You can access the resources here:

The process is fairly straightforward, but current participating physicians need a bit of planning. Per the AAPS, “In the words of CMS, ‘Participating physicians and practitioners may opt out if they file an affidavit that meets the criteria and which is received by the carrier at least 30 days before the first day of the next calendar quarter showing an effective date of the first day in that quarter (i.e., January 1, April 1, July 1,October 1).' [From CMS Benefit Policy Manual (Rev. 147, 08-26-11) Sec. 40.17] Note that a participating physician must give his or her carrier 30-days' prior notice by sending in the opt-out affidavit with an effective date of the beginning of the next quarter.”

Keep in mind that you will need to maintain your “optout” status by re-filing an affidavit every two years.


  • Opted out physicians aren't bound by restrictions on certain self-referrals.
  • Individuals within a group practice can opt out.


In a meeting with leaders representing consumers, insurers, providers, and business leaders, Health and Human Services Secretary Sylvia M. Burwell announced measurable goals and a timeline to move the Medicare program, and the health care system at large, toward paying providers based on the quality, rather than the quantity of care they give patients.

HHS has set a goal of tying 30 percent of traditional, or feefor- service, Medicare payments to quality or value through alternative payment models, such as Accountable Care Organizations (ACOs) or bundled payment arrangements by the end of 2016, and tying 50 percent of payments to these models by the end of 2018. HHS also set a goal of tying 85 percent of all traditional Medicare payments to quality or value by 2016 and 90 percent by 2018 through programs such as the Hospital Value Based Purchasing and the Hospital Readmissions Reduction Programs. This is the first time in the history of the Medicare program that HHS has set explicit goals for alternative payment models and value-based payments.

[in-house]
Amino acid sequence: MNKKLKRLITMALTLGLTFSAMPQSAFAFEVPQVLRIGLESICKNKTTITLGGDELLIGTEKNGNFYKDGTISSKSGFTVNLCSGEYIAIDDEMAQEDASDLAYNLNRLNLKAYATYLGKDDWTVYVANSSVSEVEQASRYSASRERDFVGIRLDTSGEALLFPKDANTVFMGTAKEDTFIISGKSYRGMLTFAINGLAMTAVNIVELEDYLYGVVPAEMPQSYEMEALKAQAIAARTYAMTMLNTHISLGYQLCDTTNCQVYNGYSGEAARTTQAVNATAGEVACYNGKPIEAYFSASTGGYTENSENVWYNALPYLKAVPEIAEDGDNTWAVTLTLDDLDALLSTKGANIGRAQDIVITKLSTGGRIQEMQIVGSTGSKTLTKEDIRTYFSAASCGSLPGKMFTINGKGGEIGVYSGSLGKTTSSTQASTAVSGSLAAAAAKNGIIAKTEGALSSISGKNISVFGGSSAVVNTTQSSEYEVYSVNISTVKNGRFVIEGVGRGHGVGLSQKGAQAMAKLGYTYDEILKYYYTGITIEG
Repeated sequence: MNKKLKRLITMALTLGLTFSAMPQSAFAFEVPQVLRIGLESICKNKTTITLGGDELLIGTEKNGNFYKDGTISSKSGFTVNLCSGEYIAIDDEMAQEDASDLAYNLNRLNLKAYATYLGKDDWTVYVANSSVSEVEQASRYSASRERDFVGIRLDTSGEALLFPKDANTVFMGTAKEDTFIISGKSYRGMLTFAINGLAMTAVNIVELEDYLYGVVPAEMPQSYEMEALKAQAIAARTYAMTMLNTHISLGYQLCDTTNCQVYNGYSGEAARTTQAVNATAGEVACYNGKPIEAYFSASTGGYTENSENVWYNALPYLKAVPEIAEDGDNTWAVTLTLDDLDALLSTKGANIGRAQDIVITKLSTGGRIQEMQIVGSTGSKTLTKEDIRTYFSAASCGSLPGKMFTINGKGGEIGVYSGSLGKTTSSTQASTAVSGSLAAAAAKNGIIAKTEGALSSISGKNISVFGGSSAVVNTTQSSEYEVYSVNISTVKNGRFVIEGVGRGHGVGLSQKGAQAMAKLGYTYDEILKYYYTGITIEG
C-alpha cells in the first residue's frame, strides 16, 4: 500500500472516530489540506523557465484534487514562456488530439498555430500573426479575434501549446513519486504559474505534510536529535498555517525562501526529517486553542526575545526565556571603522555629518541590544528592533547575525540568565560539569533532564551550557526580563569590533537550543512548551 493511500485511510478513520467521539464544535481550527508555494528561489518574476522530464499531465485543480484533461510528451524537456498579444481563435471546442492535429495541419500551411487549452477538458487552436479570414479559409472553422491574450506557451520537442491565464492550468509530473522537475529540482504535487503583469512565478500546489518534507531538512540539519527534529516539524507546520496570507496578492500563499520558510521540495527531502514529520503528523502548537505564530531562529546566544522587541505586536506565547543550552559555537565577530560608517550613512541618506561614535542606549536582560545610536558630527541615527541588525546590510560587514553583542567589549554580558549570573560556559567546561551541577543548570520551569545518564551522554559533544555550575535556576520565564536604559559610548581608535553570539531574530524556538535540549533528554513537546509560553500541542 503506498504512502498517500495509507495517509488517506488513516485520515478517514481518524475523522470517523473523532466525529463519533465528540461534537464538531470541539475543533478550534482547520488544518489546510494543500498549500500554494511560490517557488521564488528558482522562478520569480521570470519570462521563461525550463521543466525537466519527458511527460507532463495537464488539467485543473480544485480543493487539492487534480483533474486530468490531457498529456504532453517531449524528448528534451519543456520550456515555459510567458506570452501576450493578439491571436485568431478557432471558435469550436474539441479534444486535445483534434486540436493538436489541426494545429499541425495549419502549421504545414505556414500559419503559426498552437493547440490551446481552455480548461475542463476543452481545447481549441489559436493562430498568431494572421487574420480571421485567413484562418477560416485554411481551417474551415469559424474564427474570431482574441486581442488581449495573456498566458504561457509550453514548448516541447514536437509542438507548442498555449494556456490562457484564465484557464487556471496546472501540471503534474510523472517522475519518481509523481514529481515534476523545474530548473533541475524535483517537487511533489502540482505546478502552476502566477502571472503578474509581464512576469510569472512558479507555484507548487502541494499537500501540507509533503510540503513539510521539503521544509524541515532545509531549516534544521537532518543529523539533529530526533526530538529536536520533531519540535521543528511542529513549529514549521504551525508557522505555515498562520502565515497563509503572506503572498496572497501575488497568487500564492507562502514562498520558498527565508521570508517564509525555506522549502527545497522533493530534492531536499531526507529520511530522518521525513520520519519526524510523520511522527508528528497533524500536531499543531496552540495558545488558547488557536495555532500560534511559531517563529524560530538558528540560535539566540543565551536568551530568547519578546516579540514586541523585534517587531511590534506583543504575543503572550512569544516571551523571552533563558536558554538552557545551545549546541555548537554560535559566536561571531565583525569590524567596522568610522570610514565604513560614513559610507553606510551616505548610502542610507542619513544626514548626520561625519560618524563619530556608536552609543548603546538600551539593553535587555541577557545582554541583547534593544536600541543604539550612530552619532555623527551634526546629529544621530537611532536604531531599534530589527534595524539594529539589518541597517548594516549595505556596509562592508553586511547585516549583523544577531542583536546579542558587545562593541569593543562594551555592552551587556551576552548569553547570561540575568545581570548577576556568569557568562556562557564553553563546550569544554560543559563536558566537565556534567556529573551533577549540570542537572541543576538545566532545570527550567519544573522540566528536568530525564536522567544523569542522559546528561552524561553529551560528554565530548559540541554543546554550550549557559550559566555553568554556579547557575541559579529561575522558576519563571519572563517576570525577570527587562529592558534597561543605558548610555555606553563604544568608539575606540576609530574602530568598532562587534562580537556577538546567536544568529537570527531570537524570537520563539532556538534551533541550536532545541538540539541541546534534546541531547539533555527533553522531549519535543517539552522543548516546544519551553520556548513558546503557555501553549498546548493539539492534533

To make these goals scalable beyond Medicare, Secretary Burwell also announced the creation of a Health Care Payment Learning and Action Network. Through the Learning and Action Network, HHS will work with private payers, employers, consumers, providers, states and state Medicaid programs, and other partners to expand alternative payment models into their programs. HHS will intensify its work with states and private payers to support adoption of alternative payments models through their own aligned work, sometimes even exceeding the goals set for Medicare. The Network will hold its first meeting in March 2015, and more details will be announced in the near future.

Many health care providers today receive a payment for each individual service, such as a physician visit, surgery, or blood test, and it does not matter whether these services help – or harm – the patient. In other words, providers are paid based on the volume of care, rather than the value of care provided to patients. Today's announcement would continue the shift toward paying providers for what works – whether it is something as complex as preventing or treating disease, or something as straightforward as making sure a patient has time to ask questions.